The value of goods and services produced in Uganda between July and September fell compared to the period between April and June, according to figures from the government statistics bureau.
Uganda Bureau of Statistics (Ubos) said that real gross domestic product (GDP), an inflation-adjusted measure that reflects the value of all goods and services produced by an economy in a given period, declined by 0.2 per cent between July and September of 2016/17. In the last quarter of 2015/16 (April-June), GDP grew by 0.6 per cent.
“The decline in real GDP is largely from the contraction in agriculture where its value added is estimated to have declined by 1.1 per cent between [July and September],” said Ubos report.
Between April and June, agriculture, where at least three quarters of Ugandans earn a living, had shrunk by one per cent. Ubos said the contraction was mainly due to the fall in the value added in cash crops and food crops.
Sales from cash crops declined by 5.5 per cent while those from food crops also slumped by 0.8 per cent from an earlier decline of 1.3 per cent in the fourth quarter of financial year 2015/16. Other activities that declined are forestry, fishing, livestock activities and agricultural support services.
Most farmers in Uganda were affected by last year’s prolonged dry spell. This meant that their production was lower than expected. In its state of the economy report for December 2016, Bank of Uganda said: “Indeed, food crop prices reversed trend since June and the full impact of the dry spell is yet to be reflected in prices”.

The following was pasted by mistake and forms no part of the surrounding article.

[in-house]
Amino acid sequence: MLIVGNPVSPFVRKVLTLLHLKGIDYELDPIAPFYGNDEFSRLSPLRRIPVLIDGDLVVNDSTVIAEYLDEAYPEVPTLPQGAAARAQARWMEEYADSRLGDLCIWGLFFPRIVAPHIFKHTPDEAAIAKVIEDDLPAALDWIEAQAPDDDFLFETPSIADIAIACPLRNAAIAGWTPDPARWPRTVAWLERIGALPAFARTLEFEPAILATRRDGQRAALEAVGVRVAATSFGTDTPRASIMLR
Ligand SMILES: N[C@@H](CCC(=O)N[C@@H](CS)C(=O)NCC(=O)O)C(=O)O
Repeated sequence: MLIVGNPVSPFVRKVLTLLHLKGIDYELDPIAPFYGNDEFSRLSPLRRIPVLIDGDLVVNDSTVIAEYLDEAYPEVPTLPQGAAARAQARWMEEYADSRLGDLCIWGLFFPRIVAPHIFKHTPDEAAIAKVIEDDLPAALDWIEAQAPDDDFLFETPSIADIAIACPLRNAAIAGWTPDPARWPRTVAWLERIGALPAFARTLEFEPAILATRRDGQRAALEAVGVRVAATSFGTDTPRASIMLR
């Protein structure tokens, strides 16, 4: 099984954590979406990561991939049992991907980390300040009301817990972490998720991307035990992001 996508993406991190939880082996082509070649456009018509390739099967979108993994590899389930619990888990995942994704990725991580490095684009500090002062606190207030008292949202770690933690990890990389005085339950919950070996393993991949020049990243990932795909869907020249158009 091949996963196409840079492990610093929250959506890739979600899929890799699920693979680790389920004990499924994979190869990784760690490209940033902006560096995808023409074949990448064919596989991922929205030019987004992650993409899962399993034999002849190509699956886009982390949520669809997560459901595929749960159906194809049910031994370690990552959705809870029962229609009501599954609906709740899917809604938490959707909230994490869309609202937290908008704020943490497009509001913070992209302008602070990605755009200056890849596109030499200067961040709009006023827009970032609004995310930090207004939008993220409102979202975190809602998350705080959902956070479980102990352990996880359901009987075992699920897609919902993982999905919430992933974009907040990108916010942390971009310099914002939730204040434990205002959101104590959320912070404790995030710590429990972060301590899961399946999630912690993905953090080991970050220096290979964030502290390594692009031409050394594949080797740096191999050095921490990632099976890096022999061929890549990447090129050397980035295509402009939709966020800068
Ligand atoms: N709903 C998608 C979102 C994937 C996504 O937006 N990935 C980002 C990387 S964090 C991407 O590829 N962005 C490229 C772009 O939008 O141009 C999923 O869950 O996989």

According to Ubos, the poor performance of agriculture had a spill-over impact on the manufacturing sector. Manufacturing activities declined by 4.6 per cent “on account of poor sales of cash and food crops that resulted in decline in agro-processing,” according to Ubos.
Uganda has no major manufacturing sector and it does mostly agriculture processing, also on a small scale. At least 69 per cent of Ugandans are doing peasantry farming with no major addition to the economy, according to the 2014 census report.
On the services sector, Ubos says the value added remained stable, similar to that added in last quarter of the financial year 2015/16.
Ubos said while trade and repairs, information and communication, real estate, education, human health and social work, transportation and storage and accommodation did well, their impact was offset by the reduction in value added of public administration and financial and insurance services.
Meanwhile, the construction sector posted a positive performance. The construction sector grew by 9.2 per cent. The construction sector surged particularly because of government projects going on in the country. Construction at Karuma and Isimba are in high gear.
While the demand for rentals and houses for sale has declined, the appetite for construction has not fallen. Bank of Uganda said such construction had been made on speculative basis and had had one of the highest defaulters.
“There was a lot of borrowing to finance real estate in anticipation of high demand for housing in the event of a take-off of the oil sector,” BOU said. The oil and gas sector has had a lull period but a lot more activity is expected this year as more exploration and the beginning of major projects like the pipeline take shape.
A BOU survey of the industry banks found that the three most important causes of borrower default, which were behind more than 60 per cent of the current non-performing loans were: failure of government to pay its contractors and suppliers; cost overruns and insufficient cash flows; the effect of the political instability in South Sudan, and the diversion of funds by borrowers away from their intended use.